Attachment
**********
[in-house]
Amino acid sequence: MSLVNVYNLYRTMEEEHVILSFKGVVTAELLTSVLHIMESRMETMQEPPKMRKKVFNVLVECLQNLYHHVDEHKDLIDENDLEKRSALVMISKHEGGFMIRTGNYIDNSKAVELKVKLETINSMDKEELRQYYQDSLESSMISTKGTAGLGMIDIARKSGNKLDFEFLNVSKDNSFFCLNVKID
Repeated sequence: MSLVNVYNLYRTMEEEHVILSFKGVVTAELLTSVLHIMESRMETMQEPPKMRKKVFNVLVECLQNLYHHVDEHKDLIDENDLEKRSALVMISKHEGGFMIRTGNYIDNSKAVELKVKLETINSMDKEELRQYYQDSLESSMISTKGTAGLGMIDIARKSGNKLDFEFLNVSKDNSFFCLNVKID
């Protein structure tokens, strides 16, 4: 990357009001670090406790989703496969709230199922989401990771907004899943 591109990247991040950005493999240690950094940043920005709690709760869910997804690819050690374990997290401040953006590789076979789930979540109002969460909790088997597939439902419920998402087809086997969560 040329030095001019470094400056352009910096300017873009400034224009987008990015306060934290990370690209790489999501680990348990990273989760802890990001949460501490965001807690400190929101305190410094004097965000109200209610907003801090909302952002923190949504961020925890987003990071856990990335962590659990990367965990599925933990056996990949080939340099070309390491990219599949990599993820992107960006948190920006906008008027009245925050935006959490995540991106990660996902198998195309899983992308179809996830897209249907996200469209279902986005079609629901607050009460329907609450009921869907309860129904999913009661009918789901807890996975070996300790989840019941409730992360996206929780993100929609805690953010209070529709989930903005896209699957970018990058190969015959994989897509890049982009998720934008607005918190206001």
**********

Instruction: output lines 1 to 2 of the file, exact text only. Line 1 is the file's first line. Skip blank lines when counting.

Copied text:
[in-house]
Amino acid sequence: MSLVNVYNLYRTMEEEHVILSFKGVVTAELLTSVLHIMESRMETMQEPPKMRKKVFNVLVECLQNLYHHVDEHKDLIDENDLEKRSALVMISKHEGGFMIRTGNYIDNSKAVELKVKLETINSMDKEELRQYYQDSLESSMISTKGTAGLGMIDIARKSGNKLDFEFLNVSKDNSFFCLNVKID